Because of this, God actually does more harm than good to the family. But it is not God himself that separates the family, but rather their own beliefs in relation to him. God is a distraction for the family as opposed to an aid in their fighting against the very real evil that is attacking them, and in the end it seems that God may have only existed for the family within their own minds. If God does exist in the film, then the plantation is perhaps the only place where it is so. After all, the family is banished from the plantation for their beliefs and because of this the evil in the woods is able to overtake them. The family has become cut off from the rest of the world, and they have also become cut off from the faith that is associated with the success of the plantation. The Witch consistently associates the plantation with safety and civilization, and therefore it also associated their respective brand of faith with this as well. When considered this way, the family becomes true outliers which are at the mercy of the wilderness that they have placed themselves in. The family believes that God is still with them, but both the events in the film and the film itself argue to the contrary. God is the focus of the family, but it is this focus, however incorrect or harmful the tenets of their faith are, that ultimately leads the family astray. They focus on forgiveness from a force that they do not believe will help them anyhow, when in fact they are completely out of their depth and could only survive with some sort of external help.

God is absent in The Witch then. Despite what the family may feel and what the film may show, God does not help the family in any way in their fight against evil. Instead, their focus on their religion diverts their attention from the evil that has already penetrated their family unit and is now making itself known. While Samuel may be unconditionally devoted in his faith, he is ultimately ineffective when it comes to countering the evil that he faces. As Thomasin says, he is only good for chopping wood. The film poetically buries him in his handiwork in the end, but his overall effect should be considered based on the actions he partakes in outside of the firewood-related ones. He cannot provide food for his family, and so he begins to trade away their possessions in order to attempt another route of feeding them. But these efforts are futile, leading only to speed the destruction of Caleb and Thomasin, and as a result everyone else. His teachings do nothing to prevent the destruction of his family, but they do not directly harm them either. In the end, Samuel is killed by the very evil he was unable to see, the ever-present Black Philip whom might be thought to be a red herring himself at first. The rest of the family suffers a similar fate for equally similar reasons, with the exception of Thomasin.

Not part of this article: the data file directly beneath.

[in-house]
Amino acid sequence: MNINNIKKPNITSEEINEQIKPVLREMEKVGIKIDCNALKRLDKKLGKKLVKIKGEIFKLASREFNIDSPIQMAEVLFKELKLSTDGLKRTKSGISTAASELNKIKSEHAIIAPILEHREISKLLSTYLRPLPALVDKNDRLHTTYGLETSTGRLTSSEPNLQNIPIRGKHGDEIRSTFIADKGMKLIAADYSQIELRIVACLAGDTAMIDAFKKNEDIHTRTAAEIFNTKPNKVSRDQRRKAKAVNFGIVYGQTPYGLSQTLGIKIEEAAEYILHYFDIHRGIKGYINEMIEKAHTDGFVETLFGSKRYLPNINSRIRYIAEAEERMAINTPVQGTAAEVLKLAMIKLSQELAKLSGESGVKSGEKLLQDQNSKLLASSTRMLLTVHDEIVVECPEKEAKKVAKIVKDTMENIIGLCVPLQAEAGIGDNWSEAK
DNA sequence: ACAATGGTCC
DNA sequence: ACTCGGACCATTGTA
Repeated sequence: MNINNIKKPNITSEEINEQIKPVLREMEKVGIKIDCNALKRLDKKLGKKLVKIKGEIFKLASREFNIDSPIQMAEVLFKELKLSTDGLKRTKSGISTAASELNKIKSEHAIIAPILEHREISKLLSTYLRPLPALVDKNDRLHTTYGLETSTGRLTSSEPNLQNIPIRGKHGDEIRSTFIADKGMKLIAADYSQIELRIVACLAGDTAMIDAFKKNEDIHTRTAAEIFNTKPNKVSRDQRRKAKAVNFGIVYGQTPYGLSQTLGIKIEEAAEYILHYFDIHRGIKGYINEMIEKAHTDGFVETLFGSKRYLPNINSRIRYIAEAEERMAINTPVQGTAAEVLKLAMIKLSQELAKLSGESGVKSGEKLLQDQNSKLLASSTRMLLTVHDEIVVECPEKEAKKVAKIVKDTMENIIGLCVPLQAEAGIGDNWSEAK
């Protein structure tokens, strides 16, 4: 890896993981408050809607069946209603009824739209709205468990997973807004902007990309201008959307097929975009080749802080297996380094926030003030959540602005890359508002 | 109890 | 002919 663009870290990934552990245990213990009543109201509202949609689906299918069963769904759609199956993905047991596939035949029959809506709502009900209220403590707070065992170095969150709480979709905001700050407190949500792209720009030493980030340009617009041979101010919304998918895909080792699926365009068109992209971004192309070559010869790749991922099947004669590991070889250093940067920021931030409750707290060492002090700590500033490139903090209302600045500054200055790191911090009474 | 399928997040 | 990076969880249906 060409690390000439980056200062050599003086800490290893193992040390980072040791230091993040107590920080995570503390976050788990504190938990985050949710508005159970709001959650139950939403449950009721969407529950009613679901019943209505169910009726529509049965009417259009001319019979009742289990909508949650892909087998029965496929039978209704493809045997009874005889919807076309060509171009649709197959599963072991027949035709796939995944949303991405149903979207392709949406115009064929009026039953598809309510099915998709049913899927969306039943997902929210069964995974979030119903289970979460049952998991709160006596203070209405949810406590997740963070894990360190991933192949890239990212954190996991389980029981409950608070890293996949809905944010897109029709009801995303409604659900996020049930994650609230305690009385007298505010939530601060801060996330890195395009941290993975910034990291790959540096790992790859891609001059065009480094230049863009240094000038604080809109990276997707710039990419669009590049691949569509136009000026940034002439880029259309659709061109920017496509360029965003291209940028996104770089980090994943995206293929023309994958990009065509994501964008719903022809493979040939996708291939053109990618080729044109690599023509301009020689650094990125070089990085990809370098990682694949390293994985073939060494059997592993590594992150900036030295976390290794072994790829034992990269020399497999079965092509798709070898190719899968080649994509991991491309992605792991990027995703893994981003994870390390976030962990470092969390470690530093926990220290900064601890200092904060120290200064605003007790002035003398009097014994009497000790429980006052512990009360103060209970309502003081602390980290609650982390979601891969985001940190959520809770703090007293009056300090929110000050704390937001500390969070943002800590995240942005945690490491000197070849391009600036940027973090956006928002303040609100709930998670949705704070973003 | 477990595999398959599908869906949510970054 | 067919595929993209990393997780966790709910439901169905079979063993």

Overall, Thomasin’s faith is the most ambiguous of any of the family. Unlike her father, mother, and Caleb, Thomasin speaks little of her faith except when she is defending herself against accusations of witchcraft or other sins. Mercy and Jonas, in comparison, speak little of their faith in God but much of their interactions with Black Philip, in whom they show absolute belief. At the same time, the twins harbor a very real fear of witches, to the point that they vigorously accuse Thomasin of practicing witchcraft. Thomasin plays into these fears for her own uses, but even these jests put her in a position that borders on blasphemy to the rest of her family. Thomasin is free agent, as she is not as devoted to God as one part of her family but also slightly interested in, though still fearful of, the evil that surrounds her. The evil recognizes her status, and in the end, after everyone that has accused her, doubted her, or taunted her is dead or missing, Thomasin joins the very force that has brought about these actions. In the final moments of the film, along with the other witches, Thomasin ascends, free of the bonds that had repressed and accused her throughout her entire life.

God does not make an appearance in The Witch, but the Devil himself does. Symptomatic of the rest of the film, evil is always present while good may or may not even exist. Every member of the family remains blind to it until it is to late and their deaths are reminiscent of their failings and insecurities in life. The only thing that God does do in the film is distract the family, and also the audience, from the evil that is encroaching on them. This is the cleverness of The Witch, as it is able to convince both its characters and the audience of the presence of God, while at the same time providing even more convincing evidence to the contrary.